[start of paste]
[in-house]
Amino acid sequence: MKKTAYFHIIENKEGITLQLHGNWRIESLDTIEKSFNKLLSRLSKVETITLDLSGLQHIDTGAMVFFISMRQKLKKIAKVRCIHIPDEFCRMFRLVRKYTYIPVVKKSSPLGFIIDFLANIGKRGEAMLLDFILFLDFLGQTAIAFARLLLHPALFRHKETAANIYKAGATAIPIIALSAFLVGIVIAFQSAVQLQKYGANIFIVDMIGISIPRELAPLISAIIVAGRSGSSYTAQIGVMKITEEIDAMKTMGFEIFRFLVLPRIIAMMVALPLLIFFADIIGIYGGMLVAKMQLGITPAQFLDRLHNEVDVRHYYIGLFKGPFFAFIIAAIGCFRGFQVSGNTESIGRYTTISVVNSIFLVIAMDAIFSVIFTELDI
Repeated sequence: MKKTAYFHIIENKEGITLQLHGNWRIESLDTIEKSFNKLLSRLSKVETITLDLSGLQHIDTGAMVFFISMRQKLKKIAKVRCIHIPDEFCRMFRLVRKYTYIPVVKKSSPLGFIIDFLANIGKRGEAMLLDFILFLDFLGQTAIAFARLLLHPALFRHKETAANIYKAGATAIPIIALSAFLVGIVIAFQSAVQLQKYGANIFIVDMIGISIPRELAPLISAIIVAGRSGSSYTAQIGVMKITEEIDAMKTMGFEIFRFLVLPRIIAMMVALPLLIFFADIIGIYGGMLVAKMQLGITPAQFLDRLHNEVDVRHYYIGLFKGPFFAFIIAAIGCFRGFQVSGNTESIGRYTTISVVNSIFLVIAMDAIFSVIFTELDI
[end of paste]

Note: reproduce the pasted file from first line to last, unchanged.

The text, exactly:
[in-house]
Amino acid sequence: MKKTAYFHIIENKEGITLQLHGNWRIESLDTIEKSFNKLLSRLSKVETITLDLSGLQHIDTGAMVFFISMRQKLKKIAKVRCIHIPDEFCRMFRLVRKYTYIPVVKKSSPLGFIIDFLANIGKRGEAMLLDFILFLDFLGQTAIAFARLLLHPALFRHKETAANIYKAGATAIPIIALSAFLVGIVIAFQSAVQLQKYGANIFIVDMIGISIPRELAPLISAIIVAGRSGSSYTAQIGVMKITEEIDAMKTMGFEIFRFLVLPRIIAMMVALPLLIFFADIIGIYGGMLVAKMQLGITPAQFLDRLHNEVDVRHYYIGLFKGPFFAFIIAAIGCFRGFQVSGNTESIGRYTTISVVNSIFLVIAMDAIFSVIFTELDI
Repeated sequence: MKKTAYFHIIENKEGITLQLHGNWRIESLDTIEKSFNKLLSRLSKVETITLDLSGLQHIDTGAMVFFISMRQKLKKIAKVRCIHIPDEFCRMFRLVRKYTYIPVVKKSSPLGFIIDFLANIGKRGEAMLLDFILFLDFLGQTAIAFARLLLHPALFRHKETAANIYKAGATAIPIIALSAFLVGIVIAFQSAVQLQKYGANIFIVDMIGISIPRELAPLISAIIVAGRSGSSYTAQIGVMKITEEIDAMKTMGFEIFRFLVLPRIIAMMVALPLLIFFADIIGIYGGMLVAKMQLGITPAQFLDRLHNEVDVRHYYIGLFKGPFFAFIIAAIGCFRGFQVSGNTESIGRYTTISVVNSIFLVIAMDAIFSVIFTELDI